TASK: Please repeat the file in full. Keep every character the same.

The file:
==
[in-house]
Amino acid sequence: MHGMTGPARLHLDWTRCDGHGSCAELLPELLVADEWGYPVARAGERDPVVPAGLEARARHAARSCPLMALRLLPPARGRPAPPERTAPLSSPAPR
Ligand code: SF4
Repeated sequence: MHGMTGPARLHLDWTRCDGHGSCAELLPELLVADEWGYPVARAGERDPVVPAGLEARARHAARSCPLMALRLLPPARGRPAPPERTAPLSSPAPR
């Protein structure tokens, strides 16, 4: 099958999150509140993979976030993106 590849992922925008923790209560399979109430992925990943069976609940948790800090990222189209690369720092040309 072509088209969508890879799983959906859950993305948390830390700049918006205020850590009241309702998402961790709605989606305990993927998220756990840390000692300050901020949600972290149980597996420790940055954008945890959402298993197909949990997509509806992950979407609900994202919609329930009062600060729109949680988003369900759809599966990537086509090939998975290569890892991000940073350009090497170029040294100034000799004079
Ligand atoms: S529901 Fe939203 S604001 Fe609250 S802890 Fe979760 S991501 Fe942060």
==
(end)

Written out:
[in-house]
Amino acid sequence: MHGMTGPARLHLDWTRCDGHGSCAELLPELLVADEWGYPVARAGERDPVVPAGLEARARHAARSCPLMALRLLPPARGRPAPPERTAPLSSPAPR
Ligand code: SF4
Repeated sequence: MHGMTGPARLHLDWTRCDGHGSCAELLPELLVADEWGYPVARAGERDPVVPAGLEARARHAARSCPLMALRLLPPARGRPAPPERTAPLSSPAPR
């Protein structure tokens, strides 16, 4: 099958999150509140993979976030993106 590849992922925008923790209560399979109430992925990943069976609940948790800090990222189209690369720092040309 072509088209969508890879799983959906859950993305948390830390700049918006205020850590009241309702998402961790709605989606305990993927998220756990840390000692300050901020949600972290149980597996420790940055954008945890959402298993197909949990997509509806992950979407609900994202919609329930009062600060729109949680988003369900759809599966990537086509090939998975290569890892991000940073350009090497170029040294100034000799004079
Ligand atoms: S529901 Fe939203 S604001 Fe609250 S802890 Fe979760 S991501 Fe942060």